I repeated things to myself in these instances. You’re ok. This is ok. It will be over soon. What is the point of resisting realistically?

Of course, I know in theory I could have stopped. I could have simply got up and left. Told them I didn’t want to do it any more, or at the very least not in the way I was currently being forced to. But who wants to be ‘that’ girl? Much better to be unproblematic and get on with it. Indeed, when I have asked someone to stop, it didn’t ultimately change the experience drastically, within 5 minutes their hand was back on my head.

I thought I knew what could be defined as rape and sexual assault. But in reality, the lines were very blurred. The idea that ‘I turned him on, so I can’t leave him like this’ quickly turned into a reasonable justification for blowjobs I felt uncomfortable with. Despite the sense of shame afterwards, it seemed useless to class it as sexual assault. I hadn’t consented to the act occurring, but I had deeply bought into the idea that the most important aspect of sex is a guy finishing, and that overruled any discomfort I felt.

“I’m always shocked when a guy explicitly states before anything has happened that I can say stop at any time.”

I’m always shocked when a guy explicitly states before anything has happened that I can say stop at any time. Who asks before they do anything and checks I’m comfortable with what’s happening throughout. When it first happened, I was somewhat confused. I didn’t realise that the lessons taught in sex ed at school had permeated outside the confinements of the classroom.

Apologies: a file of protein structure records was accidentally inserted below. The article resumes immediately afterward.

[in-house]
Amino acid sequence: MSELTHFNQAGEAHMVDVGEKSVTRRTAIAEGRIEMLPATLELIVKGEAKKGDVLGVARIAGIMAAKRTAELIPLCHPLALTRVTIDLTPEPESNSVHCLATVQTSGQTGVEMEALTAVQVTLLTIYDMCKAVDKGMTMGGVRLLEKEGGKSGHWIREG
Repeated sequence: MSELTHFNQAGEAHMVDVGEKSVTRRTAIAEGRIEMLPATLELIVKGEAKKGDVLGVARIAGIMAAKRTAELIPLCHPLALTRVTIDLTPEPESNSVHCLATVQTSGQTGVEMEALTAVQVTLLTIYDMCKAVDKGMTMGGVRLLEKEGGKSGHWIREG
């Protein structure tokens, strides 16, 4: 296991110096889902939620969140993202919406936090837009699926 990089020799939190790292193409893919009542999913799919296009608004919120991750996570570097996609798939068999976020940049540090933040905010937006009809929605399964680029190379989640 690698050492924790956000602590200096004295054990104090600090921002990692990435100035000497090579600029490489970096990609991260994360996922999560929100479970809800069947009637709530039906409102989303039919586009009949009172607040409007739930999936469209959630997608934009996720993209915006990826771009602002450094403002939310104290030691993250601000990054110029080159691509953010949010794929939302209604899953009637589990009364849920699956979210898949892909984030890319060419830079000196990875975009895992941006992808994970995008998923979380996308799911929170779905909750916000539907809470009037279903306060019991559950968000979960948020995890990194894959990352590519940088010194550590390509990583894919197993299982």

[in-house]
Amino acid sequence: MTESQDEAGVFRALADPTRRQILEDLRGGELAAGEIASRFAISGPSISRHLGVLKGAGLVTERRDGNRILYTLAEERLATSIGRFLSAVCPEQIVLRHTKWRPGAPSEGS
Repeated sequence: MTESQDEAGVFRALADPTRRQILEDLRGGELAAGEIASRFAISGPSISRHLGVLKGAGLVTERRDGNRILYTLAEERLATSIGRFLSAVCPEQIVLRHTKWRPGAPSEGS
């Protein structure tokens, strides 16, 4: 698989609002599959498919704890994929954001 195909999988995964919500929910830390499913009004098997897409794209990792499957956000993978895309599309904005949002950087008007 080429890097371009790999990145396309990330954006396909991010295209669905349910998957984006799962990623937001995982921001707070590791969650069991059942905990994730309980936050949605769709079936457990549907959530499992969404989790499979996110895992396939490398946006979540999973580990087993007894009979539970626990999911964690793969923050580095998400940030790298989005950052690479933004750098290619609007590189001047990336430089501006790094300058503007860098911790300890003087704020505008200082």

When I was 17, I was sexually assaulted. When I was 19, I was sexually assaulted. When I was 20, I was sexually assaulted.

It needs to be laid out like that. Not saying no should not automatically be taken as saying yes. Consent should not be passive or implied. Checking verbally whether someone is comfortable with what’s going on isn’t unsexy - it shows a basic level of respect for the other person.

It should not be down to the victim to find their voice at a point of vulnerability and speak out. The stress should be on the creation of an environment in which both parties involved feel safe to say when they aren’t comfortable.

We need to move away from a culture in which girls feel obliged to please a man above anything else. More importantly, we need to move away from a culture in which this fact is exploited by men for sexual favours.


Mountain View

Sexual harassment in and out of lockdown

I make no apologies if you feel ‘called out’. The most important step I took towards working through sexual assault was acknowledging what had happened. Those boys who pushed my head manipulated my emotions, and all those who force sexual acts without explicit consent, need to acknowledge their role in perpetuating a culture of sexual intimidation and ‘guilt tripping’.

If you have experienced rape or sexual assault, or are seeking to help someone else who has, these links provide information and support:



Rape and Abuse Line: 0808 800 0123

Rape and Sexual Abuse Support Centre: 0808 802 9999

Nightline: 01223 744444